Fear factor missing despite Cavaliers' strength

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Maybe Kobe Bryant is too beaten up to last three playoff rounds against the rest of the West.

Perhaps the aging Boston Celtics have one more run in them, or the Atlanta Hawks are ready to make a major impact.

Sure, it's easy to think the NBA champion this season will be LeBron James and Cleveland, Bryant and the Los Angeles Lakers, or the Orlando Magic.

But do not tell that to all the other teams who believe the trio can be knocked off.

"I don't think anybody is afraid of anybody," Dallas owner Mark Cuban said. "We think we can beat anybody, and anybody thinks they can beat us. That's how good the teams are."

The Cavaliers were No.1 in the regular season, but they were last season, too. All that got them was a trip to Orlando, where the Magic ended their season in the conference finals, and James picked up a $25,000 fine for not talking to the media after the loss.

But with a bolstered front line that now features Shaquille O'Neal and Antawn Jamison alongside James, there might not be anything that can stop the Cavaliers.

"Dan Gilbert, Danny Ferry went out and got the pieces that I feel should help us against the bigger teams that we'll be going against," Cleveland coach Mike Brown.

"We still have a long way to go. It's going to be tough for us because we're going to face a lot of different types of teams on this run, hopefully. We'll see how we pan out after we get started."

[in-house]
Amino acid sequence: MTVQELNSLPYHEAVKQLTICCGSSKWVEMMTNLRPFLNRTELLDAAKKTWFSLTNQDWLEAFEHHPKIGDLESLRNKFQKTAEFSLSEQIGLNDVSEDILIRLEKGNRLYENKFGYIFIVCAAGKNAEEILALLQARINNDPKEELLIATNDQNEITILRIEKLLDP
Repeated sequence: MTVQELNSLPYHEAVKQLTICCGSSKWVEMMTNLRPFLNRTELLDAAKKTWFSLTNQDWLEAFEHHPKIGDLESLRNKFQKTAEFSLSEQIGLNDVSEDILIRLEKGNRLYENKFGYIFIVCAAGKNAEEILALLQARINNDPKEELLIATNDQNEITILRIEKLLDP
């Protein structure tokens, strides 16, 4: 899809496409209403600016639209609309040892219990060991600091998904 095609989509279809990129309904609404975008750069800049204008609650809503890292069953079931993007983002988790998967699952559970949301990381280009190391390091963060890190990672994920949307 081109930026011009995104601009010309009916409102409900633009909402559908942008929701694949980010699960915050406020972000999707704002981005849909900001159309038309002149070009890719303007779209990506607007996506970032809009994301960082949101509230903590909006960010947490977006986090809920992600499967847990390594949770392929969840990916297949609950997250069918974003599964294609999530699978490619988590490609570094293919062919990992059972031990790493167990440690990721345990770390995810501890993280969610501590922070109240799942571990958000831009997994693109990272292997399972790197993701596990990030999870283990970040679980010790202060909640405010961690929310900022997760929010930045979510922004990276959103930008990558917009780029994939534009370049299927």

That comes Saturday, when the Cavaliers open against the Chicago Bulls, who earned the NBA's final playoff spot on the last night of the regular season. Also Saturday, Milwaukee visits Atlanta; Boston plays host to Miami and Utah visits Denver.

Sunday, it's playoff newcomer Oklahoma City at the Lakers; Orlando playing host to Charlotte, another first-time postseason team; San Antonio visiting Dallas; and Phoenix entertaining Portland.

The Suns, who missed the playoffs last year but rode a late-season surge to the No. 3 seed in the West this year, are another team that could spoil one of the presumed finals matchups.

"I don't know if you start matching us up with all the teams in the league [in terms of] how talented we are, but I think, as a collective group, we're pretty doggone good," Suns coach Alvin Gentry said.

The eight Western Conference playoffs teams won at least 50 regular-season games, the second time that has happened in the past three years. The Lakers, however, likely stand out as the class of the conference when their health permits.

"The West is wide open. A lot of great teams out there," Dallas forward Dirk Nowitzki said.

"The Lakers, if they're healthy with [Andrew] Bynum and everybody, I think they're still the favorites, but everybody else is kind of bunched up and on the same level. Anything is possible."

Bynum, the Lakers' starting center, missed the last 13 games because of a strained left Achilles tendon. Bryant missed four of the past five games with a series of injuries.

But health always is an issue at playoff time, and a pair of the league's oldest teams insist they have it.

Tim Duncan, Manu Ginobili and Tony Parker are ready to go for San Antonio, giving the Spurs reason to think they can avenge their first-round loss last season to the Southwest Division champion Mavericks.

The Celtics, however, are not playing well, having dropped seven of their final 10 games to tumble to the No. 4 seed. But, with Kevin Garnett, Paul Pierce and Ray Allen playing, the 2008 champions insist they will look much sharper in the postseason than they did in the second half of the regular season.



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